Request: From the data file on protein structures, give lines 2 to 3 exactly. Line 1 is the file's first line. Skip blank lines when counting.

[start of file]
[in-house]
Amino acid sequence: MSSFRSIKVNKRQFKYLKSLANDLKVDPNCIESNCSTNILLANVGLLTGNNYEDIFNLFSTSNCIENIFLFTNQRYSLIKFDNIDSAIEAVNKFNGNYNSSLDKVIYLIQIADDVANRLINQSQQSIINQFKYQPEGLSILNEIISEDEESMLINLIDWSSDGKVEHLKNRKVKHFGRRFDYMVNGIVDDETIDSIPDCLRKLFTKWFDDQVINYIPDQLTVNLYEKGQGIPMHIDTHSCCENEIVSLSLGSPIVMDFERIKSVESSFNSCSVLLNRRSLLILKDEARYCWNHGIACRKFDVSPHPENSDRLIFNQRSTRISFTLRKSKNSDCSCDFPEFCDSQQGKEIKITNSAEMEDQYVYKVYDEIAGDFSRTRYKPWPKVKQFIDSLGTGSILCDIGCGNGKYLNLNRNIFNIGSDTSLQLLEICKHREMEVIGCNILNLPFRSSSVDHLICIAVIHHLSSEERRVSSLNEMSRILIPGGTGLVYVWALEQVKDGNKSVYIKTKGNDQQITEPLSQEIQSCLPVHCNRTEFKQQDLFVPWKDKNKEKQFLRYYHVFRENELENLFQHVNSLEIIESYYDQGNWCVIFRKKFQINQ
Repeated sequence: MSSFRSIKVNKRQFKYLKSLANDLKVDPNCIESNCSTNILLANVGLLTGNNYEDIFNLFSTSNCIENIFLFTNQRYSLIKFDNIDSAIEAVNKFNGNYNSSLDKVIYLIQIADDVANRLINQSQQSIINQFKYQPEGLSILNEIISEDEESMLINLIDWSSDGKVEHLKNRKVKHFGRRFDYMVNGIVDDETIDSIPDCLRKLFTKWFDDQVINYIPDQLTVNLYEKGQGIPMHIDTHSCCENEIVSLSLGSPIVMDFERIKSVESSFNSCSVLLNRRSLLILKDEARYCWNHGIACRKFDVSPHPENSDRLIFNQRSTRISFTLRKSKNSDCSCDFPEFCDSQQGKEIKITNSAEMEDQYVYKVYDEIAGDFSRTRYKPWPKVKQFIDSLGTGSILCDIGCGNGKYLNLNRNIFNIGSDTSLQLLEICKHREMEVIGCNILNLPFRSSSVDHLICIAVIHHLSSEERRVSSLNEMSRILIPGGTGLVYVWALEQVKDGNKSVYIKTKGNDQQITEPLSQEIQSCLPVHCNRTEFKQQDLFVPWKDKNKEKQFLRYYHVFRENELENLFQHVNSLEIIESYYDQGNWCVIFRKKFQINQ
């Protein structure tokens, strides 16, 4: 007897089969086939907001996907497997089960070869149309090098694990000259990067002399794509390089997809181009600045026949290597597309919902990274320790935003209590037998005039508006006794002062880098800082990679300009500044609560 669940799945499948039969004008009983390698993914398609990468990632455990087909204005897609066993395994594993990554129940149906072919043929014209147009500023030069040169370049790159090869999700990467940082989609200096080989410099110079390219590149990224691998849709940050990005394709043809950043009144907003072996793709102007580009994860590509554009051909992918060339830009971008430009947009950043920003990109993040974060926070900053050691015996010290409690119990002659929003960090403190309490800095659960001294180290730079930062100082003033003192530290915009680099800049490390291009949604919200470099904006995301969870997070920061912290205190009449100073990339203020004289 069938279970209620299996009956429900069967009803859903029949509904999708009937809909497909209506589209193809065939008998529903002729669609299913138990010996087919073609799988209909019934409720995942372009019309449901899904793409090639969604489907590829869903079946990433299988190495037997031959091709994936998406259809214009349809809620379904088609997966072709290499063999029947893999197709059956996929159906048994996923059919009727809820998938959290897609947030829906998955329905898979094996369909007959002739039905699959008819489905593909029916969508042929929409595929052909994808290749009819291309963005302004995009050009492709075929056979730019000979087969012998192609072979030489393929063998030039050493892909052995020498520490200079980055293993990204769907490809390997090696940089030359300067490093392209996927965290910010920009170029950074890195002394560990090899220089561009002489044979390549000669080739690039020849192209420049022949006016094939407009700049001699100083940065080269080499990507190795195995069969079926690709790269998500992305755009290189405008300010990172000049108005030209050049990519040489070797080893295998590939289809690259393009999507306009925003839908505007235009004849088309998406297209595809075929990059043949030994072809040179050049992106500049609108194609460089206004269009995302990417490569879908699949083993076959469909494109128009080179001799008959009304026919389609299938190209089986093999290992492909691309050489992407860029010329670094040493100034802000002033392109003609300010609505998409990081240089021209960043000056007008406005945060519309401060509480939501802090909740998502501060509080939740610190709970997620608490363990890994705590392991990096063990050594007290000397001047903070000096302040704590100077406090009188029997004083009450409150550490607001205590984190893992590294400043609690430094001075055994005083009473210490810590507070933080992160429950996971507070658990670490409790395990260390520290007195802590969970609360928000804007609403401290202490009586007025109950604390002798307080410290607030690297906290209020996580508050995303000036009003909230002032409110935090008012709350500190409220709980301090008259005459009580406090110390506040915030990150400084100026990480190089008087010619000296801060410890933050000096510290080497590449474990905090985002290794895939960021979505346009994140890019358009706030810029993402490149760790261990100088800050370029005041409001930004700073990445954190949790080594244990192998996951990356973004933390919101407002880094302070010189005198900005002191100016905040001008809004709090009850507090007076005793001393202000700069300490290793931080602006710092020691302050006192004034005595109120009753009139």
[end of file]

Amino acid sequence: MSSFRSIKVNKRQFKYLKSLANDLKVDPNCIESNCSTNILLANVGLLTGNNYEDIFNLFSTSNCIENIFLFTNQRYSLIKFDNIDSAIEAVNKFNGNYNSSLDKVIYLIQIADDVANRLINQSQQSIINQFKYQPEGLSILNEIISEDEESMLINLIDWSSDGKVEHLKNRKVKHFGRRFDYMVNGIVDDETIDSIPDCLRKLFTKWFDDQVINYIPDQLTVNLYEKGQGIPMHIDTHSCCENEIVSLSLGSPIVMDFERIKSVESSFNSCSVLLNRRSLLILKDEARYCWNHGIACRKFDVSPHPENSDRLIFNQRSTRISFTLRKSKNSDCSCDFPEFCDSQQGKEIKITNSAEMEDQYVYKVYDEIAGDFSRTRYKPWPKVKQFIDSLGTGSILCDIGCGNGKYLNLNRNIFNIGSDTSLQLLEICKHREMEVIGCNILNLPFRSSSVDHLICIAVIHHLSSEERRVSSLNEMSRILIPGGTGLVYVWALEQVKDGNKSVYIKTKGNDQQITEPLSQEIQSCLPVHCNRTEFKQQDLFVPWKDKNKEKQFLRYYHVFRENELENLFQHVNSLEIIESYYDQGNWCVIFRKKFQINQ
Repeated sequence: MSSFRSIKVNKRQFKYLKSLANDLKVDPNCIESNCSTNILLANVGLLTGNNYEDIFNLFSTSNCIENIFLFTNQRYSLIKFDNIDSAIEAVNKFNGNYNSSLDKVIYLIQIADDVANRLINQSQQSIINQFKYQPEGLSILNEIISEDEESMLINLIDWSSDGKVEHLKNRKVKHFGRRFDYMVNGIVDDETIDSIPDCLRKLFTKWFDDQVINYIPDQLTVNLYEKGQGIPMHIDTHSCCENEIVSLSLGSPIVMDFERIKSVESSFNSCSVLLNRRSLLILKDEARYCWNHGIACRKFDVSPHPENSDRLIFNQRSTRISFTLRKSKNSDCSCDFPEFCDSQQGKEIKITNSAEMEDQYVYKVYDEIAGDFSRTRYKPWPKVKQFIDSLGTGSILCDIGCGNGKYLNLNRNIFNIGSDTSLQLLEICKHREMEVIGCNILNLPFRSSSVDHLICIAVIHHLSSEERRVSSLNEMSRILIPGGTGLVYVWALEQVKDGNKSVYIKTKGNDQQITEPLSQEIQSCLPVHCNRTEFKQQDLFVPWKDKNKEKQFLRYYHVFRENELENLFQHVNSLEIIESYYDQGNWCVIFRKKFQINQ